I joined Deedee on the trip to buffer the tension she felt around her family. It was also an opportunity to get away from life as we knew it, to be more ourselves as we traveled away from the "every day". But despite driving without rest, we were a couple of hours too late. Uncle Niles had died only moments after we checked into our hotel. When we arrived at Deedee's mother's house where the family had gathered, we were greeted with cold stares. Our tardiness and the surprise "guest" in tow would set the stage for a humiliating blow-up.
It happened one night following a long talk around the kitchen table between Deedee and her three older siblings. Somewhere in the conversation the old tensions began to melt as the siblings laughed together for the first time in years. It seemed appropriate, I thought, to sing the Barney theme song (I love you/You love me/We're a happy family...). It was about this moment that Deedee's mother, Elizabeth, walked into the kitchen. She was already seething over my presence, my lack of relationship to the deceased. Her daughter had come to fulfill a duty, not make a vacation out of it. Elizabeth directed her anger at me.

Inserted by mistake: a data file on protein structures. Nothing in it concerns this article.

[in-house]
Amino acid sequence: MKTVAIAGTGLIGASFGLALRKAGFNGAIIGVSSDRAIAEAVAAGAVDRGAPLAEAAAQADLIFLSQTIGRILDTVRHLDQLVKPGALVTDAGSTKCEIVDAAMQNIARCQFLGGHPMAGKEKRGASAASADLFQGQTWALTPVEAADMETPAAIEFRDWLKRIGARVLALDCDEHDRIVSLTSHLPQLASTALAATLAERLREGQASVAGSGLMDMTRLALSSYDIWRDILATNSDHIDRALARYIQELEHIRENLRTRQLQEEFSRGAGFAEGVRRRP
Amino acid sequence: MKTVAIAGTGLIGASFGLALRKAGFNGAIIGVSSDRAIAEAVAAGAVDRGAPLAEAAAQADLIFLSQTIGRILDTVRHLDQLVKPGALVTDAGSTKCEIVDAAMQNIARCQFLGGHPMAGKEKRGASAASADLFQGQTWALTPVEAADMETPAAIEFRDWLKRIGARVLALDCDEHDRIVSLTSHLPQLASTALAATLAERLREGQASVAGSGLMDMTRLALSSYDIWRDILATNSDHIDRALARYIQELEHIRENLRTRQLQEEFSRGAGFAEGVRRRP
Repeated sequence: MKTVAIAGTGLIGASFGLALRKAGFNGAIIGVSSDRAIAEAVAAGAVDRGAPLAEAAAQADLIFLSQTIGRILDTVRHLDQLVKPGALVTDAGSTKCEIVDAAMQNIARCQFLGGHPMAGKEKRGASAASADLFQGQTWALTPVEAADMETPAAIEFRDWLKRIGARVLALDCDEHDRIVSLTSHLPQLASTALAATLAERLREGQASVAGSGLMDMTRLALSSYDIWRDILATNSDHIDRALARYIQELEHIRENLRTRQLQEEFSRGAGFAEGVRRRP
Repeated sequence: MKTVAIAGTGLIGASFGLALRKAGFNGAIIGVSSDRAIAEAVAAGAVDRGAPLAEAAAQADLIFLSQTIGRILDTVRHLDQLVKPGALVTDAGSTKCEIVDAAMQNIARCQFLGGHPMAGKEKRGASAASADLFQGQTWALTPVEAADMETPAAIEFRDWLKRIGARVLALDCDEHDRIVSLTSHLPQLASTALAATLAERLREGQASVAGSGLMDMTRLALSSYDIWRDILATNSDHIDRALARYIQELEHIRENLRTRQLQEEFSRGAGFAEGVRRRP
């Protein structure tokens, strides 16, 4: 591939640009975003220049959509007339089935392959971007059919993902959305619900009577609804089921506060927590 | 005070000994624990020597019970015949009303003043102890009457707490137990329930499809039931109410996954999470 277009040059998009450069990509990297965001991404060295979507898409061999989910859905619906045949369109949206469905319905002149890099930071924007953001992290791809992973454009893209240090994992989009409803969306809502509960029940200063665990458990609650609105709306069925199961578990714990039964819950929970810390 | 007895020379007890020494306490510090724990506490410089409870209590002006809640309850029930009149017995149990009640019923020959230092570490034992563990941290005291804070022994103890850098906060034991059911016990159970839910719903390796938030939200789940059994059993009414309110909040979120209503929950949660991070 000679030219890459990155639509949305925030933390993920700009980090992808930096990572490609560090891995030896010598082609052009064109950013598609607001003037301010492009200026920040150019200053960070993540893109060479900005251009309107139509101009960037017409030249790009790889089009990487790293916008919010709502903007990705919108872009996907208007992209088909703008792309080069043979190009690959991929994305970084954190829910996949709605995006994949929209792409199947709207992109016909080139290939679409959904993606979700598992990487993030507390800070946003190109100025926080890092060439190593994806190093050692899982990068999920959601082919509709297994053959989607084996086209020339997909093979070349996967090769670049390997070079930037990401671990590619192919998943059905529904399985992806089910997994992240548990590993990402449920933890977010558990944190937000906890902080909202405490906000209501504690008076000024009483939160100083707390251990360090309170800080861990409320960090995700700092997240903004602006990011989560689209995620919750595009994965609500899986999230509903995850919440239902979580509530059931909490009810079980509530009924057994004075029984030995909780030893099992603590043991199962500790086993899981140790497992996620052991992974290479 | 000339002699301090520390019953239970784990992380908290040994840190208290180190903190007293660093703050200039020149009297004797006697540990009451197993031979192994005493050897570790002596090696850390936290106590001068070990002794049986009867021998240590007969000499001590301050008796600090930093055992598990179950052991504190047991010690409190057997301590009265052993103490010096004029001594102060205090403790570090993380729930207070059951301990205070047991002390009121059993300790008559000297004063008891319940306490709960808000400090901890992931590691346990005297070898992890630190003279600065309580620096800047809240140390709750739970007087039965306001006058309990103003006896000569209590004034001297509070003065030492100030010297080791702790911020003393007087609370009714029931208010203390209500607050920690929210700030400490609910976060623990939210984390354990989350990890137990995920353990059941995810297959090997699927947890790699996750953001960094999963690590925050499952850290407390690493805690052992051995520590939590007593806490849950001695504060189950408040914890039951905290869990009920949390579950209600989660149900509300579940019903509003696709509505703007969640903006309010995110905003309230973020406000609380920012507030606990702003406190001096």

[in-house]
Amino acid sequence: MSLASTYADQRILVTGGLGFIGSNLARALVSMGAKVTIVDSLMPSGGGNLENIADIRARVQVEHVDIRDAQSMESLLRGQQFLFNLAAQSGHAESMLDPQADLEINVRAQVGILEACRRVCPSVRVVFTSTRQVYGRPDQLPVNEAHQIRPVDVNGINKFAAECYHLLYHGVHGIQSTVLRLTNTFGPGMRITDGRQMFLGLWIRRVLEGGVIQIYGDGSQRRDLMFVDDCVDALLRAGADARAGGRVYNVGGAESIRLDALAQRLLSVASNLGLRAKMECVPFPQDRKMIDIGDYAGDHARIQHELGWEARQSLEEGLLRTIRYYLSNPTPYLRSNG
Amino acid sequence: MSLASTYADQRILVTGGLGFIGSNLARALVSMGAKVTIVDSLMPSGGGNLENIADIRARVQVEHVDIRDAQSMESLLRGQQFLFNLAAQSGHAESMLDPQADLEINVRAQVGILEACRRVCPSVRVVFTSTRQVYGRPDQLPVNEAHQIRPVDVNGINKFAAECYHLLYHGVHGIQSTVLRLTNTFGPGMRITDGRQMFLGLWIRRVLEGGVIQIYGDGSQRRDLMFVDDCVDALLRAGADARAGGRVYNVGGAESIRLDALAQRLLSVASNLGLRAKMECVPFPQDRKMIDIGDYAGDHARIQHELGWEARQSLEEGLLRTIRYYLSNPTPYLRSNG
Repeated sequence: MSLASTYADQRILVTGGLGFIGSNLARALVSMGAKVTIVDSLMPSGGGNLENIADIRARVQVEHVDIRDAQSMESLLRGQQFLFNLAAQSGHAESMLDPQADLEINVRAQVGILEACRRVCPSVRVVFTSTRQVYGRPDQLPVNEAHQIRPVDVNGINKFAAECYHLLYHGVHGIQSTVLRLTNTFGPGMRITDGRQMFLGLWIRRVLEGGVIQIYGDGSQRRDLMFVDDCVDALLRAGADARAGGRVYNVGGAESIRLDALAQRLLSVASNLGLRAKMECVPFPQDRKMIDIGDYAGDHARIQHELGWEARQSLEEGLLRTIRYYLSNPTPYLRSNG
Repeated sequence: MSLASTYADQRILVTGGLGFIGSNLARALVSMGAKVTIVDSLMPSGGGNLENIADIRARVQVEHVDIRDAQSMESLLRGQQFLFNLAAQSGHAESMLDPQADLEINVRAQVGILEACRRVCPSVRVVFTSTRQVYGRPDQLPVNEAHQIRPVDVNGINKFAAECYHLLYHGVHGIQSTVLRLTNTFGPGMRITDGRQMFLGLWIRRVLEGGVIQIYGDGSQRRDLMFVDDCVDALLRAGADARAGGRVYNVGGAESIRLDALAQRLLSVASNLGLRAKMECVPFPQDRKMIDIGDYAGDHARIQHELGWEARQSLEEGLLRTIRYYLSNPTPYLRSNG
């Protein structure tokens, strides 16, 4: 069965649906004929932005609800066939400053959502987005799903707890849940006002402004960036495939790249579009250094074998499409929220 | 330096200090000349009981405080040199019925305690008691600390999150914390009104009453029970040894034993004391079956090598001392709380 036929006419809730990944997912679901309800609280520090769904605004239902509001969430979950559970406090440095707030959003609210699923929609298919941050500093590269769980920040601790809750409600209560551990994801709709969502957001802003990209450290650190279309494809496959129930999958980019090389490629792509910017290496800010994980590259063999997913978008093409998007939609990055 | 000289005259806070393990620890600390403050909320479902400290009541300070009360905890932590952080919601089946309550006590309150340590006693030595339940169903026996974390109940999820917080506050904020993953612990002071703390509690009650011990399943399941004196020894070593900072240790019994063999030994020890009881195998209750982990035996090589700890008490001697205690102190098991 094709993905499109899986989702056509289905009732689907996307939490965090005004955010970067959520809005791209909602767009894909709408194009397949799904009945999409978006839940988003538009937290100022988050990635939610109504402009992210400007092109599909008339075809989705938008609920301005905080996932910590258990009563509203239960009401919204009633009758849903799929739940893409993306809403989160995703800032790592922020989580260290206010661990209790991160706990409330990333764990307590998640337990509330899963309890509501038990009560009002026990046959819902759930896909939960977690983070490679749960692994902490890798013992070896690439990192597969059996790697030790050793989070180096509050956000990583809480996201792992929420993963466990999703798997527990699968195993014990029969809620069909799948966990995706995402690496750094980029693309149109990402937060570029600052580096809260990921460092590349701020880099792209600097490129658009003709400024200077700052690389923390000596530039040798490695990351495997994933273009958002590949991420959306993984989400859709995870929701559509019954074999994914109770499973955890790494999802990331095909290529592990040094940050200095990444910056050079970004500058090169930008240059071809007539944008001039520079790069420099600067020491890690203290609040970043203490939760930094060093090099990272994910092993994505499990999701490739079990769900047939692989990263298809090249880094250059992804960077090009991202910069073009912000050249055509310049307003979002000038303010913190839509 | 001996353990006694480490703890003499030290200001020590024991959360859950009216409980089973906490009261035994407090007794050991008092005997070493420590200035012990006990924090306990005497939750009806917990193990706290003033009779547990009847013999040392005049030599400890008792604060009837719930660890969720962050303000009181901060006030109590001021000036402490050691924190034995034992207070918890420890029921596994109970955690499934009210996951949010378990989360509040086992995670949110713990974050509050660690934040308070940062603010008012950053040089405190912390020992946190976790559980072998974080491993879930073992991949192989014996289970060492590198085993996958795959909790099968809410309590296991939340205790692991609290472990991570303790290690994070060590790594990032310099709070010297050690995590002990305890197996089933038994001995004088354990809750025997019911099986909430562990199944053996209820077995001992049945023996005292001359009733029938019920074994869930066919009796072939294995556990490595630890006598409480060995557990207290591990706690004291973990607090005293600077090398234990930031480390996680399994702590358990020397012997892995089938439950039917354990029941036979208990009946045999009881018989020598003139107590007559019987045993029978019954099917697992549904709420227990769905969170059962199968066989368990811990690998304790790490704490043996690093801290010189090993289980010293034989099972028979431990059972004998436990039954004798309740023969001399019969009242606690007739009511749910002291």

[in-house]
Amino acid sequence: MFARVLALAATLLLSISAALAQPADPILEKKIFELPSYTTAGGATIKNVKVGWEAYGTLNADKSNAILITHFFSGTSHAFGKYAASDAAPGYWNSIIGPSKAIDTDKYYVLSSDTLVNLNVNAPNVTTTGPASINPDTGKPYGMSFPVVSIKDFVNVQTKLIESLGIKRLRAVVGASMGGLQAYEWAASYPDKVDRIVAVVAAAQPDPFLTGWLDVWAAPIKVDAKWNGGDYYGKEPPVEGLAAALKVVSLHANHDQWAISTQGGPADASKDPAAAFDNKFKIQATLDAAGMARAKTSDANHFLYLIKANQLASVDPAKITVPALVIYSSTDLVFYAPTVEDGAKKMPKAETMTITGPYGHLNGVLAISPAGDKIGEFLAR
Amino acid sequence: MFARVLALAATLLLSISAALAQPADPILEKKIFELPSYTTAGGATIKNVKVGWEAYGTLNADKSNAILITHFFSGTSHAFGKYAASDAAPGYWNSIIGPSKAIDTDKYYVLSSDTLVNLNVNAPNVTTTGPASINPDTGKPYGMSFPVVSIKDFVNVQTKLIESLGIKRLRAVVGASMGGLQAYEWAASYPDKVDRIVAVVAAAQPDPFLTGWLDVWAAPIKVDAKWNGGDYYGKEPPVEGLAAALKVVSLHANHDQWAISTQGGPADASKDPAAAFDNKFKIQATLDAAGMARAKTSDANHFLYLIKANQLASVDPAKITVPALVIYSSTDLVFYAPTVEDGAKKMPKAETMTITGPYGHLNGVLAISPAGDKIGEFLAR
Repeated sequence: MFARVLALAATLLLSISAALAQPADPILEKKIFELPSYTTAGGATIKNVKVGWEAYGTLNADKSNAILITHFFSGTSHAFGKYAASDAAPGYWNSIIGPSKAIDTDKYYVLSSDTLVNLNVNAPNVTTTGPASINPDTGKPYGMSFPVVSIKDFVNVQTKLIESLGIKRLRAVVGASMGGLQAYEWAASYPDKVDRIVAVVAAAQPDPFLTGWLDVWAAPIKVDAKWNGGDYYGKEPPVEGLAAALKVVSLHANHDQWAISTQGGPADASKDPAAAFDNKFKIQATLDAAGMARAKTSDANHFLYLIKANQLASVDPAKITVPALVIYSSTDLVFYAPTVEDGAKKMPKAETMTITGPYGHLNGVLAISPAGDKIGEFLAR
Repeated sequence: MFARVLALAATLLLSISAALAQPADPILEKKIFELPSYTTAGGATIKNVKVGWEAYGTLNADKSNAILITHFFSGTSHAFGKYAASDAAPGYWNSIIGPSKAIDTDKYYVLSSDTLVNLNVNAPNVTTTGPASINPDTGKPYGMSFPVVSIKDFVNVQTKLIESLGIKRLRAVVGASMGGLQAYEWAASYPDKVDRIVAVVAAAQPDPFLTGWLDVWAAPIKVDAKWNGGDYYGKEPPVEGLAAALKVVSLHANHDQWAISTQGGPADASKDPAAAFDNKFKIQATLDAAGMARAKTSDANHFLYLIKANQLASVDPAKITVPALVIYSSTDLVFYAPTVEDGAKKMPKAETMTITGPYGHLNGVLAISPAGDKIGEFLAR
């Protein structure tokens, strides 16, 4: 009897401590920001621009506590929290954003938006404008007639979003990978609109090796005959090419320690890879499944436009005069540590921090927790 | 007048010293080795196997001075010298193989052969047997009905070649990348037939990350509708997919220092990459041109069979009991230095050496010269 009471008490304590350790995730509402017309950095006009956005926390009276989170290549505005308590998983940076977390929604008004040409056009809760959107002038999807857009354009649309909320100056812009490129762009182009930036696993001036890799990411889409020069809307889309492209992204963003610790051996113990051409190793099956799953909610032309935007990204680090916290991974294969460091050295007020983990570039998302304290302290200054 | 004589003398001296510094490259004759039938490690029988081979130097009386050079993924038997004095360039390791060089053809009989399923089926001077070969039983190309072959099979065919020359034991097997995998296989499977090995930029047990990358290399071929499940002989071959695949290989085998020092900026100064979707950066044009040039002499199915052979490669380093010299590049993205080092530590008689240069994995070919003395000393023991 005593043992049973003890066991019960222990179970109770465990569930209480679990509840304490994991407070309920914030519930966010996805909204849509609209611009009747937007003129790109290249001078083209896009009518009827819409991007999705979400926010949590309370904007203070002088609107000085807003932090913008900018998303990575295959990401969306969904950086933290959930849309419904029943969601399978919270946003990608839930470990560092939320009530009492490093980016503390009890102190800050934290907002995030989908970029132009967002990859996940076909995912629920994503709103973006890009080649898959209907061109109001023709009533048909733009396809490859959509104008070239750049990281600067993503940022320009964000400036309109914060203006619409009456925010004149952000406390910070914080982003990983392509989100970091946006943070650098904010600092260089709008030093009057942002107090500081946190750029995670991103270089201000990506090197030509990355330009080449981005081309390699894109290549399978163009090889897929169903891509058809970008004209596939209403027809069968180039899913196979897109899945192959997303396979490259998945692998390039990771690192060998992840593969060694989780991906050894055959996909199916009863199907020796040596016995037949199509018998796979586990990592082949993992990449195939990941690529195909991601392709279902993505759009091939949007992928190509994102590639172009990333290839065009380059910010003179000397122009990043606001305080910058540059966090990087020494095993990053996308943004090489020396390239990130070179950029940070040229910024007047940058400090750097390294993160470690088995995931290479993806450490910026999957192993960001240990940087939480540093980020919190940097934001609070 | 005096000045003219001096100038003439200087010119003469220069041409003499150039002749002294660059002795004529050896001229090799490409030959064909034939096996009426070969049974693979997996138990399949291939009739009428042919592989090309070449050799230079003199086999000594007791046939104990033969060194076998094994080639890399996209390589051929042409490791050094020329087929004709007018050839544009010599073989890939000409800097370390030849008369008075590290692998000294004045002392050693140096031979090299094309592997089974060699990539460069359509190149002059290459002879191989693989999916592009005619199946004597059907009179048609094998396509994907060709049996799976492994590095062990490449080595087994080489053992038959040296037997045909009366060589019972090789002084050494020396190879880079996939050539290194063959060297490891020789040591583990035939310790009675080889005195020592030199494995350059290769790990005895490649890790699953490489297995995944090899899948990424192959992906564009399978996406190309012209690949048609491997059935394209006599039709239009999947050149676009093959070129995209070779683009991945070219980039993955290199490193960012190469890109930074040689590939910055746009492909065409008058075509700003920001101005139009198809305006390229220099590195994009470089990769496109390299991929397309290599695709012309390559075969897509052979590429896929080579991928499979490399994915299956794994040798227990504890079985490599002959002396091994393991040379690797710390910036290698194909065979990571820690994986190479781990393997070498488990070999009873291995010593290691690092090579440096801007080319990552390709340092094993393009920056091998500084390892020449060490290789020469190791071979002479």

"Is that what your family does when somebody dies? Sing about a goddamn purple dinosaur?"
She stormed off to her bedroom. Deedee ran after her to explain the context of the moment. After failing to settle the matter we left Elizabeth's house, both of us crying before we'd even backed out of the driveway. The trip back to the hotel was a quiet ride along dark tree-lined roads. I watched out the window as pines spun like faceless ballerinas with too many arms. We talked all night once in the hotel room, ate a whole package of Reeses miniature peanut butter cups. As always, the problem at hand crumbled to dust when the spasmodic laughter took over. I told her when the laughing became like the snorts and sobs of a choking man, "This is adding years to our lives."
Together we were stronger, impervious, immortal.
Everything was resolved the following day. The late hour and stress of her brother's death had made Elizabeth edgy, at least that's what we chose to assume. Once Uncle Niles was resting in his earthen plot, we returned home.
In May of 1998 I realized Deedee had just turned 33, a birthday I'd somehow missed - a first. The age had been a rough patch for many. My mother left my father at 33, I was leaving a husband; my brother David, John Belushi, Chris Farley and even Jesus died at 33. It was an odd thought process that led to an equally odd warning, "Be careful being 33. Bad things happen to us." She just laughed and reminded me of all the death poetry I'd written in high school.